There were many appearances of the risen Christ after he rose from the dead. In First Corinthians chapter 15, also called “the Resurrection Chapter,” it says: “For I delivered to you as of first importance what I also received: that Christ died for our sins in accordance with the Scriptures, that he was buried, that he was raised on the third day in accordance with the Scriptures, and that he appeared to Cephas (Peter), then to the twelve. Then he appeared to more than five hundred brothers at one time, most of whom are still alive, though some have fallen asleep (died),” (vs. 3-6). Notice the essential things Paul emphasized in those verses: “Christ died for our sins” (fulfilling Scripture); “He was buried” (He really died); “He was raised from the dead the third day” (again in fulfillment of Scripture); and “He appeared to Cephas” (that is, Peter), as well as many other eyewitnesses, as recorded in the Gospel narratives.
I’m especially moved by the appearance recorded in Luke 24:13-35. It took place on Easter Sunday, possibly in the late afternoon. Two of Jesus’ followers were on their way out of Jerusalem walking toward the village of Emmaus, about seven miles away. They were discussing together “everything that had happened” that day. Verse 15 says that “Jesus himself came up and walked along with them,” but that “they were kept from recognizing him.” You may remember how Mary Magdalene, as she wept in the early morning darkness near the tomb, also didn’t recognize Jesus at first when he spoke to her.
As they walked, Jesus asked them what they were discussing together. Their response was almost humorous, “Are you the only one visiting Jerusalem who does not know the things that happened there in these days?” Jesus, like a good teacher, asked, “What things?” Perhaps he was wanting to see if they understood what had taken place. The disciples then summarized all that had happened, (verses 19-24).
Jesus responded by telling them that they were being foolish and also reluctant to believe what all the prophets had said about him throughout the Scriptures. I love what Jesus did next. It says in verse 27, “And beginning with Moses and all the Prophets, he explained to them what was said in all the Scriptures concerning himself.” Wouldn’t you have loved to have heard Jesus explain the meaning of what all the Bible passages said about him?
There’s a painting hanging in my office that portrays this scene of Jesus and those two disciples as he explained the Bible to them on the Emmaus Road. You can see them leaning in, trying to catch every word he was saying. How I would have loved to have been walking along with them!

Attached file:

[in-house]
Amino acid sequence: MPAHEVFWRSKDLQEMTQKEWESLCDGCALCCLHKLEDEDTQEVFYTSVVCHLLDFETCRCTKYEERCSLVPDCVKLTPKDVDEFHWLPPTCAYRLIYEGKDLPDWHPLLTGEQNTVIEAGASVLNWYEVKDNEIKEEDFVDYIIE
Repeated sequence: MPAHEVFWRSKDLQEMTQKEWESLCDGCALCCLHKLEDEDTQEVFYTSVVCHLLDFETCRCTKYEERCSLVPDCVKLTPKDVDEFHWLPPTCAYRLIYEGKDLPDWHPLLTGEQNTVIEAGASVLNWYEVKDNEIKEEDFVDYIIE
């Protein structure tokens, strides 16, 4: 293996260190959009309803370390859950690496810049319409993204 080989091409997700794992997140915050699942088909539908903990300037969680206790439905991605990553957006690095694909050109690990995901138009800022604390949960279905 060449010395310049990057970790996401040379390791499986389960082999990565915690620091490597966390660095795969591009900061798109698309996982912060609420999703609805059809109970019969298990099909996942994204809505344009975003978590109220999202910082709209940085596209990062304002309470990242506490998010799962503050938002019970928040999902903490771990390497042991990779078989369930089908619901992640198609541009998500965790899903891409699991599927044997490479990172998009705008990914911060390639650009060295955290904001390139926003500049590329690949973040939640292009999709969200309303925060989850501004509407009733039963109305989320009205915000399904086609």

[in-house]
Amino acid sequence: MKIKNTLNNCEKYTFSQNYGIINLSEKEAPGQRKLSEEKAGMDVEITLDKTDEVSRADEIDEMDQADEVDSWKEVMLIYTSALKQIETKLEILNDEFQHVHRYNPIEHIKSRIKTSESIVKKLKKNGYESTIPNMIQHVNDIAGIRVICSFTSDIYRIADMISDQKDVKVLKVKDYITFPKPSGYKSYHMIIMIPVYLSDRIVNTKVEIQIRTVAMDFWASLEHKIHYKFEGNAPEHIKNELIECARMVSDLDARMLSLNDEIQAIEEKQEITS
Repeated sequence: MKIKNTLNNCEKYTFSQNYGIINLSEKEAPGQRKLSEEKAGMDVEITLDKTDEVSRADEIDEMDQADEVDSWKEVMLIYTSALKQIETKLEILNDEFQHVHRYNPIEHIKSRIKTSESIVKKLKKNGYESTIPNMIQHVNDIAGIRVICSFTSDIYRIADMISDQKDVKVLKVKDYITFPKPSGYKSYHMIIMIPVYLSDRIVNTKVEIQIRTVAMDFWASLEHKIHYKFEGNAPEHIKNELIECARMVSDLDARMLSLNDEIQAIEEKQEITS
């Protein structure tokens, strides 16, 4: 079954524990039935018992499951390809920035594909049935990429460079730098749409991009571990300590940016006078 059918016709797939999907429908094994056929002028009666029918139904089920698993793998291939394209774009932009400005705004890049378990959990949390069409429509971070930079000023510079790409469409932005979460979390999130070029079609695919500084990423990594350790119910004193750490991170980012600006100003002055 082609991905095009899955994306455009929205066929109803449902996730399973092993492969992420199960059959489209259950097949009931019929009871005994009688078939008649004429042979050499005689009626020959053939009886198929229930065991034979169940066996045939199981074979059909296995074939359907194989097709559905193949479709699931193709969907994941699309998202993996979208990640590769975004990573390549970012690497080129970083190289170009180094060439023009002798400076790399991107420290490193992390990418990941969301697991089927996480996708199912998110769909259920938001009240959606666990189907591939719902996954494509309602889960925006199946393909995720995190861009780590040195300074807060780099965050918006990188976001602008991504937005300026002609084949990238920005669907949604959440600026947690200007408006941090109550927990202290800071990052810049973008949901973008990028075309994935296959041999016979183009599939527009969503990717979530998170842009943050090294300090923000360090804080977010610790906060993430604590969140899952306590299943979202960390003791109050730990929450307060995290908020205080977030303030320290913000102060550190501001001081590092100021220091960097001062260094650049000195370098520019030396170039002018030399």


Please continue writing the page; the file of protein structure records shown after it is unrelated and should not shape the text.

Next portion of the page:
As they approach the village, they asked him to stay with them for the evening meal. There he took bread, gave thanks, broke it, and began to give it to them. That’s when their eyes were opened and they recognized who he was. Jesus was then suddenly gone. Their words of questioning amazement were, “Were not our hearts burning within us while he talked with us on the road and opened the Scriptures to us?”
“Holy Heartburn” is that yearning, deep within our souls, to know Jesus more deeply, to love him more sincerely, to walk with him more closely, to understand his Word more completely, and to grasp more fully the meaning of his death on the cross for you, and his resurrection which guarantees eternal life to all who put their trust in him.
Jim Newman is pastor of the First Presbyterian Church in Exeter. He may be reached by calling 559-592-2367 or by emailing [email protected]. Prays Together is a rotating faith-based commentary and advice column between the pastors of the First Presbyterian Church of Exeter, Church of Christ of Exeter, Nazarene Church of Exeter, Church of God of Exeter, the New Life Assembly of God and Rocky Hill Community Church as well as the Lemon Cove Presbyterian Church.
This column is not a news article but the opinion of the writer and does not reflect the views of The Sun-Gazette newspaper.